I am having an issue where S/MIME on my iOS 16.6 device is half working. I am able to receive/read encrypted emails and can send signed messages without issue. I am also able to send encrypted emails, but only if it is a reply to another party's signed email. I cannot, for anyone, send a new email that is encrypted, regardless of the fact that I have their certificate installed and their signature trusted. I am even unable to send myself a (new) encrypted email to my own email address (the same as sender) on iOS as it says “Unable to encrypt”.

I tried reinstalling my S/MIME certificate (.p12) as well and the certificates of other parties, but nothing changed.

What makes even less sense is that, provided the other party emails me first (with a signed email), I can reply to their signed message and it will let it encrypt; it also works just fine for if they send me an encrypted message (I can reply, encrypted). It works 100% on macOS (I can send new encrypted mail etc. without it needing to be a reply).

I have tried:

I rebooted between all of these steps just on the off chance it was a caching issue. Still nothing.

Has anyone run into this before? How did you get it working? I am absolutely stumped and have spent hours trying to figure this out.

2 Answers 2


The fact that you cannot send yourself an encrypted email points to your own public certificate not having been installed properly.

To fix that, send yourself a signed email. Then, in your inbox, tap on the seal, then view certificate. If Import is displayed, then it was not imported, and you can now do it from here.

Do the same with the other parties‘ certificates.

  • That fixed for emailing myself encrypted but the certificates for other parties were already installed. I have removed/installed another party's certificate once again but sadly no change. This is a really bizarre issue. Certs confirmed trusted by iOS (according to iOS) yet no luck sending, unless it's a reply to an already signed/encrypted email from other party.
    – kwilsonmg
    Commented Aug 29, 2023 at 4:11
  • @kwilsonmg Could it be that you have expired certificates installed for these parties? Also, did you check the Mail settings under Account > Extended > Sign/Encrypt? Sometimes it helps to deselect then reselect the certificate.
    – not2savvy
    Commented Aug 29, 2023 at 12:44
  • Figured it out and posted my own answer to this question. Thank you for helping me figure out the emailing myself part! Rather silly how case sensitive it is and how iOS overwrites whatever you enter with your contact....
    – kwilsonmg
    Commented Aug 30, 2023 at 5:53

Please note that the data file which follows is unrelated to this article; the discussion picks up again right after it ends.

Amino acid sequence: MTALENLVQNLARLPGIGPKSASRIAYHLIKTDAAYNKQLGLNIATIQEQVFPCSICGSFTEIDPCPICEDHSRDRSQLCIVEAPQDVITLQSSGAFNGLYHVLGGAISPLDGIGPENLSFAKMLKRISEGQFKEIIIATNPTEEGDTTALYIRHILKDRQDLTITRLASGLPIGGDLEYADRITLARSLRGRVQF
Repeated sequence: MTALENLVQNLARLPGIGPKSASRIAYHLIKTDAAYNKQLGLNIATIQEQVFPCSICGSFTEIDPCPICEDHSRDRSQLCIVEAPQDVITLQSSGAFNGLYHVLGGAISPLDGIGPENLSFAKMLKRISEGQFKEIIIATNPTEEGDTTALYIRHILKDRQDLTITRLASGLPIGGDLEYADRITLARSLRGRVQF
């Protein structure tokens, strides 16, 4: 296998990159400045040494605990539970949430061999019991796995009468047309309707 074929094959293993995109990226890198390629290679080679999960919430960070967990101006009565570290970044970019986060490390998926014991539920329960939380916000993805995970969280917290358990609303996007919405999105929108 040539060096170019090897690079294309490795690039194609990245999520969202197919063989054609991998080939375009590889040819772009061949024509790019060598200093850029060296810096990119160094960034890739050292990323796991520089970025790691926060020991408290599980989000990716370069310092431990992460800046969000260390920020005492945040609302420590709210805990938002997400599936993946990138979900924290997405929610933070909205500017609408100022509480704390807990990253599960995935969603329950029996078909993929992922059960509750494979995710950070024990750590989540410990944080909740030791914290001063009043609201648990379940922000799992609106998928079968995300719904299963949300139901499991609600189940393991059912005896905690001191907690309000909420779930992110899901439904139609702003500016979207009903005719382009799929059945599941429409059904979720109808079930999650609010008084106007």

What @not2savvy wrote got me on the right track for getting emails to myself working. After another party, who was not in my contacts, emailed me I discovered what the issue was: the email address must match case-exact. This was a problem as the email addresses were stored in my contacts as all lowercase, and this would overwrite no matter what I input in the "to" field...unless it was a reply. Updated my contacts to make the email addresses case match exactly as they are when I reviewed the address in crafting a reply to an email from them and, sure enough, it made iOS happy. An odd issue that I was unable to replicate on macOS.

TLDR: Anyone who sees something similar, double-check the casing of your contacts/the email addresses you are entering! They must be an exact match as-received or you'll probably run into this.

  • Interesting finding! It's worth noting that this absolutely complies with the standard which requires that the local part of an email address must be considered case-sensitive.
    – not2savvy
    Commented Aug 30, 2023 at 7:19
  • @not2savvy I am used to emails being case insensitive. I didn't actually know that the local part had to be case sensitive as a standard! I think this is the first time that I have run across it being required/a problem if not. I guess gmail etc just "makes it work".
    – kwilsonmg
    Commented Aug 30, 2023 at 14:26
  • Nobody is used to think of the local part as case sensitive, because it simply doesn't make a lot of sense. But back in the days, the local part was the mailbox name, which was a file name, which was case-sensitive on Unix, so that's why it still is case-sensitive according to the standard. Google does a lot of "normalizing" for example they also consider dots as non-existent, so to avoid having two different users named "jane.doe" and janedoe".
    – not2savvy
    Commented Aug 31, 2023 at 12:18

You must log in to answer this question.

Not the answer you're looking for? Browse other questions tagged .